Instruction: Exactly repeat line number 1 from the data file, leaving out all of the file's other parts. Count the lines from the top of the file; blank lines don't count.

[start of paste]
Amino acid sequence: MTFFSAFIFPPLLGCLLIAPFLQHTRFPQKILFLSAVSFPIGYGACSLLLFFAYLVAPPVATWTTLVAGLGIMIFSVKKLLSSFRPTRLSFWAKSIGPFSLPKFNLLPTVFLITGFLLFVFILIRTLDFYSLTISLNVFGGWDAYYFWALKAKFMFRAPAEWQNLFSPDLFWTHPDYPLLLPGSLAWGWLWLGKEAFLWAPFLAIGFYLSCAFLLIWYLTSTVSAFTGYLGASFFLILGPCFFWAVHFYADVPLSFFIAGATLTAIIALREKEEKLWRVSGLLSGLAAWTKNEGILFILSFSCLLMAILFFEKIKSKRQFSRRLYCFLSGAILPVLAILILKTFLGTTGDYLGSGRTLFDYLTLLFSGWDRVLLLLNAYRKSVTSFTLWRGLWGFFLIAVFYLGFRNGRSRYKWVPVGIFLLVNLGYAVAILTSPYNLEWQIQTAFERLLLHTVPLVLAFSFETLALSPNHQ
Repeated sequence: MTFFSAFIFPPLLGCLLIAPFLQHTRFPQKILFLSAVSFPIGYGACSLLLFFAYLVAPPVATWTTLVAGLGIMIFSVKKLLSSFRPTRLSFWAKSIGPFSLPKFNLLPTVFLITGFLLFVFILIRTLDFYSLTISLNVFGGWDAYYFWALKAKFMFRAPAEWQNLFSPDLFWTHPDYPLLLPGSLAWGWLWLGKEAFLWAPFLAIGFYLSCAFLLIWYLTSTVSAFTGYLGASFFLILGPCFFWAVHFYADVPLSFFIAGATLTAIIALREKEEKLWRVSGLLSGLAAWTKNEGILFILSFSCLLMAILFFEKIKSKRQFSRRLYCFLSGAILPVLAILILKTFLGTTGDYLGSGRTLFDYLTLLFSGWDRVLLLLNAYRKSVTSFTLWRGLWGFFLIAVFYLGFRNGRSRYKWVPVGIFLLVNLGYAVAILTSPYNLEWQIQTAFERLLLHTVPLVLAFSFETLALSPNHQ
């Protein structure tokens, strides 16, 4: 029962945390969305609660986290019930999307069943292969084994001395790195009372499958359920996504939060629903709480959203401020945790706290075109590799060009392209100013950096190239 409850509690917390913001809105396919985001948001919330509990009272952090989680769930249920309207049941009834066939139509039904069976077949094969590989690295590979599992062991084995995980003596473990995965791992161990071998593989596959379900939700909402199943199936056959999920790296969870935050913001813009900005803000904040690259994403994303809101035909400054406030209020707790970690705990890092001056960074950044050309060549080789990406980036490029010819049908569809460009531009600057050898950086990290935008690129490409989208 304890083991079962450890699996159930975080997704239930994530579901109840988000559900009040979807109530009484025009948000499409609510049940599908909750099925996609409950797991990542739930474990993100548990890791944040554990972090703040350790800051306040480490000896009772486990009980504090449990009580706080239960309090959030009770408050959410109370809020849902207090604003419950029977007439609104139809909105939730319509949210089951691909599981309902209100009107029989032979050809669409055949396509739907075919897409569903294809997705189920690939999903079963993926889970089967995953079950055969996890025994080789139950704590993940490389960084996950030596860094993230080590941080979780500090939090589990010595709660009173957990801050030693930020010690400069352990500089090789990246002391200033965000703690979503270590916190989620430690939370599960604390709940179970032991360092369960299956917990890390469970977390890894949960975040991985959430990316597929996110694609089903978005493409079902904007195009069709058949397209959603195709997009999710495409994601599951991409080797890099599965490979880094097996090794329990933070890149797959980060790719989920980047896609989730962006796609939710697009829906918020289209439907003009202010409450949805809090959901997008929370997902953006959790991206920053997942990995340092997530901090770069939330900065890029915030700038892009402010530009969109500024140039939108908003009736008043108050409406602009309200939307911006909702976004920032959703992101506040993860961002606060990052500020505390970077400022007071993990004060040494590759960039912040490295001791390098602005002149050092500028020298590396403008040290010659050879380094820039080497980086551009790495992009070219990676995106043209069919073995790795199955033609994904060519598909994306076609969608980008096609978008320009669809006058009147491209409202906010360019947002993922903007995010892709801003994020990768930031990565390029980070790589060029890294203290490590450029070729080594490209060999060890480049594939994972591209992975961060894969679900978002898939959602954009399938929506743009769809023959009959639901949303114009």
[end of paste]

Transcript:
Amino acid sequence: MTFFSAFIFPPLLGCLLIAPFLQHTRFPQKILFLSAVSFPIGYGACSLLLFFAYLVAPPVATWTTLVAGLGIMIFSVKKLLSSFRPTRLSFWAKSIGPFSLPKFNLLPTVFLITGFLLFVFILIRTLDFYSLTISLNVFGGWDAYYFWALKAKFMFRAPAEWQNLFSPDLFWTHPDYPLLLPGSLAWGWLWLGKEAFLWAPFLAIGFYLSCAFLLIWYLTSTVSAFTGYLGASFFLILGPCFFWAVHFYADVPLSFFIAGATLTAIIALREKEEKLWRVSGLLSGLAAWTKNEGILFILSFSCLLMAILFFEKIKSKRQFSRRLYCFLSGAILPVLAILILKTFLGTTGDYLGSGRTLFDYLTLLFSGWDRVLLLLNAYRKSVTSFTLWRGLWGFFLIAVFYLGFRNGRSRYKWVPVGIFLLVNLGYAVAILTSPYNLEWQIQTAFERLLLHTVPLVLAFSFETLALSPNHQ